Fine and good – it's all for the best. But don’t I need to tell Hashem about my problems and difficulties? How is Hashem going to answer me if I don’t ask for what I want and need? If I don’t pray about my problems and difficulties? Surely, this should still make up the bulk of my prayers!

 

The answer is: NO. Rabbi Arush teaches that people make a critical mistake when praying. They skip or rush thanking Hashem, wanting instead to get into the “meat” of their problem, and pour out their broken heart before Hashem. This is a big mistake because prayers are answered based on the thanking, and not based on the requesting!

 

I clearly remember one particular time that I was speaking to Hashem about a very difficult situation. I had already been tackling this topic for a few days and had not felt any progress. As I was sitting and telling Hashem all about the sordid situation, I suddenly realized: “Hashem knows all of it already! Hashem already knows everything about what I have, what I need, what I lack, what’s happening in my life, and what I think would be good for me, but really isn’t. Why do I need to waste my time telling Him all about it? Certainly, Hashem has all the time in the world to listen to me, but I don’t have so much time to speak to Him! And I have a lot of things that I need to cover in this time that I did manage to carve out of my hectic schedule!”

 

So, I cut the long explanation and pouring my heart out with all its bitterness, and went right to the end. I skipped right to asking for emuna, to truly know that it is all for the best, and to feel calm and happy even with this trouble. I thanked Hashem for the good in my life, as well as the good things that this situation was pushing me to rectify.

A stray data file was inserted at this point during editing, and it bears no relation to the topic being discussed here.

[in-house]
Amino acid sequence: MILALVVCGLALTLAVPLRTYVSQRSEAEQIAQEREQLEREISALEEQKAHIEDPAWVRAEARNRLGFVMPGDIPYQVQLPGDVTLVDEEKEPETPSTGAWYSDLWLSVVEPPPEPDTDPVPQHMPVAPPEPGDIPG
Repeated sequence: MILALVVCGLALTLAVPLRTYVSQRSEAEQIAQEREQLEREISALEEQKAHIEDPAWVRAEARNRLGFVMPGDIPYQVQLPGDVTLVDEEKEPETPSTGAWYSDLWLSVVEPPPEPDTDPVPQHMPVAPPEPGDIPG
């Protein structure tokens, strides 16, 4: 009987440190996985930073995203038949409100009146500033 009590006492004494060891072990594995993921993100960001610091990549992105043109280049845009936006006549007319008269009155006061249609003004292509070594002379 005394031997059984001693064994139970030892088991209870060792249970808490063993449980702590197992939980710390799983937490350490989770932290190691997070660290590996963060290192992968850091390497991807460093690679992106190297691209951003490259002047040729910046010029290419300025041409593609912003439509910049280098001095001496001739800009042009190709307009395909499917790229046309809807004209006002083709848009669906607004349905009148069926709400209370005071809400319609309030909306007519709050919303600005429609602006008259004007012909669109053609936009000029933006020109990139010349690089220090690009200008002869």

At first it felt very counter-intuitive, because we are all used to thinking that prayer is all about requesting what we need in order to receive it. But when I pushed myself to strengthen my emuna that Hashem already knows all about it, I found my prayers automatically changing from whining about all my fears and worries, to thanking Hashem for the opportunity to strengthen my emuna and grow through the difficulty. From getting bogged down in all the gory details and “bitter black gall” of the past, to praying much more effectively on how to solve the problem in the future.

 

This type of future-oriented prayer almost automatically enables you to also reconnect to the happiness. I left that prayer session happier and calmer than I had felt in I don’t know how long. Why harp on all this negativity? It was much easier now to fulfill another suggestion from Rabbi Nachman: “One hour in personal prayer, and 23 hours happy.” Now I could let go. Hashem knows about all of it already; my job is just to let Him run the show, relax, be happy, and strengthen my emuna.

 

****

 

Rachel Avrahami grew up in Los Angeles, CA, USA in a far off valley where she was one of only a handful of Jews in a public high school of thousands. She found Hashem in the urban jungle of university. Rachel was privileged to read one of the first copies of The Garden of Emuna in English, and the rest, as they say, is history. She made Aliyah and immediately began working at Breslev Israel. 


Rachel is now the Editor of Breslev Israel's English website. She welcomes questions and comments to her email: rachel.avrahami@breslev.co.il.